You or your child might get barely noticeable symptoms of myopia, which is why regular eye tests are so essential - a visit to an optometrist at least every two years is recommended. Detecting myopia as early as possible gives you the best chance of treating it and keeping its symptoms at bay. If you've been diagnosed with myopia, it's important to have regular examinations too, as wearing a prescription that is too weak for your eyes may also increase the development of myopia.
Myopia and contact lenses
Fortunately, those who suffer from myopia can find relief and experience clear vision, regardless of the distance, with the help of contact lenses. Matching your specific prescription and designed to assist your eyes by correctly focusing the light, contact lenses are an exceptionally convenient and cost-effective option, allowing you to go about your everyday activities with a wider field of view. Depending on your preferences, you can opt for daily disposables, two-weeklies and monthlies. Some of our most popular contact lenses include 1 Day Acuvue Moist, the everclear range, especially everclear ELITE, and Dailies Total 1.
To find the most suitable brand for you, speak to your optometrist, visit our eye care centre for more information, and contact our customer service if you have any questions on contact lenses.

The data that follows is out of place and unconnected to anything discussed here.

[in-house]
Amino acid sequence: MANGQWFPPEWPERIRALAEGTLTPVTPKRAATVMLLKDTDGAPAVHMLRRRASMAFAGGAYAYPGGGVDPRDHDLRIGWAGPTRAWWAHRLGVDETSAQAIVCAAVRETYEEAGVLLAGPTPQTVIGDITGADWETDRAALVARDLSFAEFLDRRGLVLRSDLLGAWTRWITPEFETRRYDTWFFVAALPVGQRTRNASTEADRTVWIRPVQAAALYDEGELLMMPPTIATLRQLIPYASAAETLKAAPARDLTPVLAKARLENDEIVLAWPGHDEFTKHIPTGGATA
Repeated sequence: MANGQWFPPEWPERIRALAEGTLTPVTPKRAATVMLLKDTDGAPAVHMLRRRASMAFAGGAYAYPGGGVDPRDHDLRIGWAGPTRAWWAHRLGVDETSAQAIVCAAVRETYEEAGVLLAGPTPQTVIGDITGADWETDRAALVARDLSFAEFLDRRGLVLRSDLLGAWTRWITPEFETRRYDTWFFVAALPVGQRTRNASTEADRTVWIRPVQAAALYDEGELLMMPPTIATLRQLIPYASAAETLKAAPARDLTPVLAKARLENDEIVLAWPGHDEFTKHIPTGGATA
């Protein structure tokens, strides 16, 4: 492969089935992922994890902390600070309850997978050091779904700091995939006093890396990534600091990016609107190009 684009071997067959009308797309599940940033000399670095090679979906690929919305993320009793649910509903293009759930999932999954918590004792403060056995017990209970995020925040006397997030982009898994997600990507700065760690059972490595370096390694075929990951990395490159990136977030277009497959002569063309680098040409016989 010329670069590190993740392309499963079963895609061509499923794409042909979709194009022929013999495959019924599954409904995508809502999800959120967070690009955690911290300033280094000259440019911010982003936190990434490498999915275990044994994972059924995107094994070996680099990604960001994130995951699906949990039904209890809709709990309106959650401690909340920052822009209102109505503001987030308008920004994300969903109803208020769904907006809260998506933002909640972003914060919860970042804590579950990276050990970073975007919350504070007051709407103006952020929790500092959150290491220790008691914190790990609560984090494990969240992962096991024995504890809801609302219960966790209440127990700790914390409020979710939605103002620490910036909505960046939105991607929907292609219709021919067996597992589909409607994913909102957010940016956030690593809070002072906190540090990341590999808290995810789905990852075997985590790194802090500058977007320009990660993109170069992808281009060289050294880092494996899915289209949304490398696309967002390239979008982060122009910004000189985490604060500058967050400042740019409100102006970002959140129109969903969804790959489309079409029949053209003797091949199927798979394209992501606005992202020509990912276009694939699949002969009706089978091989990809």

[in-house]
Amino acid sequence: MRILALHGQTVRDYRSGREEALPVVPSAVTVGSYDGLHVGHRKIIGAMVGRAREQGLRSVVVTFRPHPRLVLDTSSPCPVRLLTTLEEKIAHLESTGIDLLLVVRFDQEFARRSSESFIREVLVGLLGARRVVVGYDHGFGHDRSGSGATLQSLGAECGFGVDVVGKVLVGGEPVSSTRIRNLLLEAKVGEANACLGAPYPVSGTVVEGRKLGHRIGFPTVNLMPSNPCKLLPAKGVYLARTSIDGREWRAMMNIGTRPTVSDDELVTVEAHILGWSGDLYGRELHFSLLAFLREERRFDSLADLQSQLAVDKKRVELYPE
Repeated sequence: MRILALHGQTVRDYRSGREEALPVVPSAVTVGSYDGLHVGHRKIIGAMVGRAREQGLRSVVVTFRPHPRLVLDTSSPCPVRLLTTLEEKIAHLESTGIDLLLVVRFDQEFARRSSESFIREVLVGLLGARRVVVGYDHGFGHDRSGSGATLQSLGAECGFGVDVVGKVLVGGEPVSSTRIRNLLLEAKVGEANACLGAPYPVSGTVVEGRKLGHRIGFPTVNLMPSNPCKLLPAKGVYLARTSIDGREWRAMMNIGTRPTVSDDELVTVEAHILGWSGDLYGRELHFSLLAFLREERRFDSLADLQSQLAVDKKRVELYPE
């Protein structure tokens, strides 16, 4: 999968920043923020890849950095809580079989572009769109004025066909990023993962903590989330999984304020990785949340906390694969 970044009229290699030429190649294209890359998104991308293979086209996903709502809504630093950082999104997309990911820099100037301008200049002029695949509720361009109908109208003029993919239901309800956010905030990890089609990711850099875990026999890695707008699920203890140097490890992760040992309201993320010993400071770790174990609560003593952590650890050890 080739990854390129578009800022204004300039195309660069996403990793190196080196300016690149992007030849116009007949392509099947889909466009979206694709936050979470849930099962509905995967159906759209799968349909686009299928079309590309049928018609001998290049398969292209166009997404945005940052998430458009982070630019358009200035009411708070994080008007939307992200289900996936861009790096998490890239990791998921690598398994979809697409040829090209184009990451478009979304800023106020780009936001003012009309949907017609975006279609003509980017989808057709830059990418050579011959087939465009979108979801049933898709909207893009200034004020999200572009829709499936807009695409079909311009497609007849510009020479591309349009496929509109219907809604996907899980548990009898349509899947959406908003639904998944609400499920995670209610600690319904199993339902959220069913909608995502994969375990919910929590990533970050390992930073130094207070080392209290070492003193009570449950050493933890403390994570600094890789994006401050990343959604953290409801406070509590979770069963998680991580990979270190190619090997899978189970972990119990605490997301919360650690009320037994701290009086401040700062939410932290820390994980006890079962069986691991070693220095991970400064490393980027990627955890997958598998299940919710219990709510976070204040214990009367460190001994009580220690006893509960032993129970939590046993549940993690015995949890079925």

Alternative myopia treatments
While contact lenses are the easiest way to correct myopia, choosing corrective eyeglasses is another route to take when rectifying your vision problems - and if your condition is mild, you can simply wear them for distance viewing like driving or watching television. Those with a more severe case can consider the permanent solution of refractive surgery or laser eye surgery. These processes, known as PRK or LASIK, are not suitable for children or teenagers, and entail the removal of a layer of corneal tissue to flatten the cornea or creating a tiny flap on the top of your cornea, sculpting the cornea and moving the flap back into place. Additionally, orthokeratology is a non-surgical option, where you'll need to wear hard gas permeable lenses at night to reshape the cornea over time.
Although myopia can't be prevented, some studies have found that you can slow its progression by making lifestyle changes and bettering your overall eye health. Wearing sunglasses and contact lenses with UV protection blocks dangerous light rays and ensuring you read and work using good lighting, while taking regular breaks from the screen, can help you reduce eye strain.
Myopia in children
Myopia in children can be developed anytime from 6 to 13 years old, and worsen as they grow older. To identify blurred distance vision or any other eye problems like amblyopia (lazy eye) and macular degeneration from as early as possible, you should take your child for annual eye tests. There's a strong link between myopia and the risk of eye conditions that could eventually lead to blindness, so that's another reason why it's important to monitor. Contact lenses, low dose Atropine eye drops and orthokeratology can also help correct myopia in children.